Achieving Security: Are Mall Owners Doing Enough?
- Jan 30, 2014
By Gail Kalinoski, Contributing Editor
As the investigation into the deadly weekend shooting at The Mall in Columbia in suburban Maryland continues, security experts and property owners and managers are once again trying to determine if they are providing enough security for the public and whether or not changes need to be made.
“It runs the gamut from doing a great job to not such a great job,” William Nesbitt, president of Security Management Services International in Newbury Park, Calif., told Commercial Property Executive. “Security is a proactive, anticipatory discipline, and it requires some creativity to anticipate and provide effective mitigation before an incident happens.”
It also requires money. In 1996, mall owners spent on average about $400,000 a year on security. Nearly 20 years later, that number has risen to at least $1 million – and as high as $2 million a year for the largest facilities, according to Malachy Kavanagh, a senior staff vice president at the International Council of Shopping Centers.
Security and retail experts agree that more time, money and attention has been paid to shopping center security since the 9/11 attacks, the increasing number of active shooter incidents at malls across the United States and the September terrorist attack on the Westgate Mall in Nairobi, Kenya.
Richard Mellor, National Retail Federation’s senior advisor for asset protection, said preventing and responding to active shooters has “moved all the way to the top of the list.”
He pointed to a mix of technology, partnerships between retailers and law enforcement, preparation and ongoing training as keys to dealing with violent incidents and other security issues at shopping centers.
Still, in the wake of the Maryland shooting, in which a gunman killed two mall employees before taking his own life, the question continues to be asked: Is enough being done to protect shoppers and employees?
“There is a balance you have to strike at projecting a safe environment while not being overly intrusive about it,” Kavanagh said.
For that reason, several experts told CPE this week they doubt we will see metal detectors at U.S. shopping malls or armed private security guards, both of which are more common in some parts of Europe and Israel.
Greg Maloney, Americas CEO of Jones Lang LaSalle Retail, which manages a portfolio of 95 million square feet of retail centers in the U.S., said an increasing number of malls are hiring on-duty or off-duty police to supplement the private security forces.
“They are trained how to react to these incidents. They do this 365 days a year,” he said.
Mellor said some malls are also using more plainclothes officers that are trained intervention and behavioral specialists to look for people that might be security risks.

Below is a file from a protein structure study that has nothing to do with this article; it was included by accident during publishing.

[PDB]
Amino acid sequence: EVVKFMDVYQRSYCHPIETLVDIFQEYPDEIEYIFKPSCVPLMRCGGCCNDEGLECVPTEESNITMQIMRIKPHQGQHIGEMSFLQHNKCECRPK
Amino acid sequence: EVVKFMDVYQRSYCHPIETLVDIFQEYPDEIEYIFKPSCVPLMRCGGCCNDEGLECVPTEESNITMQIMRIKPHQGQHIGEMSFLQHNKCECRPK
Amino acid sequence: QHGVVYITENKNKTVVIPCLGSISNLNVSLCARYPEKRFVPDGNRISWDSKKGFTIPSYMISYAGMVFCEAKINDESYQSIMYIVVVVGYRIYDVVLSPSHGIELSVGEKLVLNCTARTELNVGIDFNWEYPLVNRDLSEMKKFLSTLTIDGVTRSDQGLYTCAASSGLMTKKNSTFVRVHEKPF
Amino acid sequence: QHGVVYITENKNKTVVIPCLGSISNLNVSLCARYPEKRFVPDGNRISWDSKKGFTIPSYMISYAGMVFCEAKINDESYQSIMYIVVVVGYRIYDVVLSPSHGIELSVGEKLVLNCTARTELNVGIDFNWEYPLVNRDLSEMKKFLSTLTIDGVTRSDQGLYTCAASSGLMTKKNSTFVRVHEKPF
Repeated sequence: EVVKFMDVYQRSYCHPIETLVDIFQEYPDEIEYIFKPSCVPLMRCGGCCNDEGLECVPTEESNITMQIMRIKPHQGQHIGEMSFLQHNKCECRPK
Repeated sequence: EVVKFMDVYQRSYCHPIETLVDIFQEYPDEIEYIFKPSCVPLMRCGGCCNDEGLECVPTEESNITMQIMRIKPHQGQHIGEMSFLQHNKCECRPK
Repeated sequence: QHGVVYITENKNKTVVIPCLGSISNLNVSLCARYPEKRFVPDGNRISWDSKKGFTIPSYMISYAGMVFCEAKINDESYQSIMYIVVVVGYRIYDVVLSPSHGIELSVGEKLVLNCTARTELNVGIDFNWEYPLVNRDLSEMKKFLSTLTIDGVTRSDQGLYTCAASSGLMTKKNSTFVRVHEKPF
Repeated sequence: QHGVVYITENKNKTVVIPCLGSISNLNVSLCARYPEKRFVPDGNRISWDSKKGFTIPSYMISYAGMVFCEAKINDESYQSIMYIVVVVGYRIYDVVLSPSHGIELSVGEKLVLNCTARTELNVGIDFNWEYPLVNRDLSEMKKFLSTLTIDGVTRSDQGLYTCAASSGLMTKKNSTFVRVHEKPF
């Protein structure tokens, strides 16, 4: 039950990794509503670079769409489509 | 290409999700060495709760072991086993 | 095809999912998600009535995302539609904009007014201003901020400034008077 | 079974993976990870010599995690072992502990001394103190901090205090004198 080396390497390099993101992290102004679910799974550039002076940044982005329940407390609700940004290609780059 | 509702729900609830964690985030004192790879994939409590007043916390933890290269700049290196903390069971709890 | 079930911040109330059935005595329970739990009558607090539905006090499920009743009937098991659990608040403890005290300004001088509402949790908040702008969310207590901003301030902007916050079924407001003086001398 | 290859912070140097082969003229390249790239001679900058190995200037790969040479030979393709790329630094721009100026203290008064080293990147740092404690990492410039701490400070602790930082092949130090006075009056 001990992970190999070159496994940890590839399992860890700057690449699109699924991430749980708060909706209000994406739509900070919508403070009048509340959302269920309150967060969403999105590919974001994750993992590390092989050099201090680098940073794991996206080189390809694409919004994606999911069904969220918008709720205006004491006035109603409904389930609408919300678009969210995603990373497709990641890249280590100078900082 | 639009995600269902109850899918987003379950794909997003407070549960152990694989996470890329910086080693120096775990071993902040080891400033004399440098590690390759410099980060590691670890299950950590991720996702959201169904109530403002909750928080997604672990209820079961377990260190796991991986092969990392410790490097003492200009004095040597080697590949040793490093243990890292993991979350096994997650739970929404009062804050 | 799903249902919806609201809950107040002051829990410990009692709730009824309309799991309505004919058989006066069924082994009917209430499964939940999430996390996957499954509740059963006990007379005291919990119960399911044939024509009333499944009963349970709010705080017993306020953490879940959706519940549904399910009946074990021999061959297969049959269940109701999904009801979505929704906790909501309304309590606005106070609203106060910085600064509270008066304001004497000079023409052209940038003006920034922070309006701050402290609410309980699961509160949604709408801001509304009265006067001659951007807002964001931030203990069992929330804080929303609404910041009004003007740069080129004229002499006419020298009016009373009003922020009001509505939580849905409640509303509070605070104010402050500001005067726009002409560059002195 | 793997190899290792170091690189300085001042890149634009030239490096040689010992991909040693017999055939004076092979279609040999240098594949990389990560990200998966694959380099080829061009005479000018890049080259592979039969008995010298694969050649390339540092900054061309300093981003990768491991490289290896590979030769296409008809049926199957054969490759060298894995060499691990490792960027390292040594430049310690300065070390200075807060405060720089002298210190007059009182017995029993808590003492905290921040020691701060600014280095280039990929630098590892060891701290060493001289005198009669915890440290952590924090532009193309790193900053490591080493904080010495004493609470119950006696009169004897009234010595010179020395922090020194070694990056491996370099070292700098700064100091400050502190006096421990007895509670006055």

Many malls are working closely with law enforcement throughout the year running lockdown drills and other training sessions at the shopping centers so first responders become more familiar with the facilities and employees know what to do in case of an incident. Officials in Howard County, Md., where the Mall in Columbia is located, said such drills had been held routinely at the 1.4 million-square-foot shopping center, and appeared to have helped in the response on Saturday.
The ICSC, NRF and other industry associations, like Building Owners and Managers Association International, all work closely with the Federal Bureau of Investigation, Department of Homeland Security and local law enforcement to prepare and review security guidelines for shopping centers. Mellor said meetings are held several times a year, some of which are scheduled well in advance and others that occur soon after violent events have occurred to review what happened and see where improvements can be made. In November, a summit was held at a Maryland college near the Mall in Columbia because the DHS wanted to update retail and security executives on the September terrorist attack in Kenya.
“Mall owners are taking a leap into the ownership of this and doing a much better job of collaborating with the retailers and law enforcement to talk about this,” Mellor said.
Nesbitt, who consults on security for retail and other commercial facilities, said video surveillance is a great tool – if it is used correctly and efficiently. Security officers need to be constantly monitoring the video screens, he said. Mellor noted that in the Maryland case, security guards stayed with the monitoring systems to keep law enforcement apprised of where the shooter was in the mall.
Property owners also need to invest in updated software that can provide video analytics to track aberrant behavior or spot a bag or box that has been left sitting unattended, Nesbitt added.
Mellor noted that some mall operators and retailers, both large and small, have very sophisticated closed-circuit systems with high-quality imaging that they are starting to make available to law enforcement, accessible via a password in an emergency.
“It’s being discussed. It’s being utilized. But it’s not widespread,” he said.
One lesson learned from the Kenyan mall attack was the importance of hardening the mall security offices to prevent a takeover by the intruders. Mellor said more property owners need to make those improvements.
But look for upgrades in communications systems designed to better alert shoppers and employees when an incident is occurring, Mellor and Kavanagh said, noting that some pilot programs are underway to test text alerts and emails.
“Technology is providing real tools if people take advantage of them,” Nesbitt said.
Yesterday, CPExecutive.com featured a focus on “Emergency Response: The Changed Mindset at Malls.” And look for further coverage in the March issue of Commercial Property Executive.